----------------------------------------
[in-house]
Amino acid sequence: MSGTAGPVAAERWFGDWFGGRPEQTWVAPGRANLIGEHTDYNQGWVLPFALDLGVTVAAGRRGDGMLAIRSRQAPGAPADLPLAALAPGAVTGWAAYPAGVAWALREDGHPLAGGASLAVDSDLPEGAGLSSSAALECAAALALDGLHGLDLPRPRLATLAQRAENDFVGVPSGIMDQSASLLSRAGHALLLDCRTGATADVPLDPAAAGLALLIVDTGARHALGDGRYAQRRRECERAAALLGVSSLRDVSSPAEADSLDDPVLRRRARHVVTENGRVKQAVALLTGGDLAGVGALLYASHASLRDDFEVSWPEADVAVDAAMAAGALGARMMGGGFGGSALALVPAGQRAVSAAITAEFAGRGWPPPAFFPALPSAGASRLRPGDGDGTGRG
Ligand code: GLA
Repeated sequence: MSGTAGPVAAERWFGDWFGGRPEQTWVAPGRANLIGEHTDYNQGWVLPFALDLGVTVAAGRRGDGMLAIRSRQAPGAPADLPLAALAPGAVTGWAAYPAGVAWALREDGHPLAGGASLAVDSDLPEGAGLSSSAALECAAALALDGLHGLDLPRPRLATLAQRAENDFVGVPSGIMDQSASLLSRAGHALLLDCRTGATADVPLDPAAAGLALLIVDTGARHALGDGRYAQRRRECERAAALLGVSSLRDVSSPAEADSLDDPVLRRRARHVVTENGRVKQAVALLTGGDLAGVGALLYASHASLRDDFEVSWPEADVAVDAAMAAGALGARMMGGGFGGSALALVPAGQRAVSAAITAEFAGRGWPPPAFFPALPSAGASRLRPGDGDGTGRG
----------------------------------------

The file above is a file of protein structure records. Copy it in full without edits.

[in-house]
Amino acid sequence: MSGTAGPVAAERWFGDWFGGRPEQTWVAPGRANLIGEHTDYNQGWVLPFALDLGVTVAAGRRGDGMLAIRSRQAPGAPADLPLAALAPGAVTGWAAYPAGVAWALREDGHPLAGGASLAVDSDLPEGAGLSSSAALECAAALALDGLHGLDLPRPRLATLAQRAENDFVGVPSGIMDQSASLLSRAGHALLLDCRTGATADVPLDPAAAGLALLIVDTGARHALGDGRYAQRRRECERAAALLGVSSLRDVSSPAEADSLDDPVLRRRARHVVTENGRVKQAVALLTGGDLAGVGALLYASHASLRDDFEVSWPEADVAVDAAMAAGALGARMMGGGFGGSALALVPAGQRAVSAAITAEFAGRGWPPPAFFPALPSAGASRLRPGDGDGTGRG
Ligand code: GLA
Repeated sequence: MSGTAGPVAAERWFGDWFGGRPEQTWVAPGRANLIGEHTDYNQGWVLPFALDLGVTVAAGRRGDGMLAIRSRQAPGAPADLPLAALAPGAVTGWAAYPAGVAWALREDGHPLAGGASLAVDSDLPEGAGLSSSAALECAAALALDGLHGLDLPRPRLATLAQRAENDFVGVPSGIMDQSASLLSRAGHALLLDCRTGATADVPLDPAAAGLALLIVDTGARHALGDGRYAQRRRECERAAALLGVSSLRDVSSPAEADSLDDPVLRRRARHVVTENGRVKQAVALLTGGDLAGVGALLYASHASLRDDFEVSWPEADVAVDAAMAAGALGARMMGGGFGGSALALVPAGQRAVSAAITAEFAGRGWPPPAFFPALPSAGASRLRPGDGDGTGRG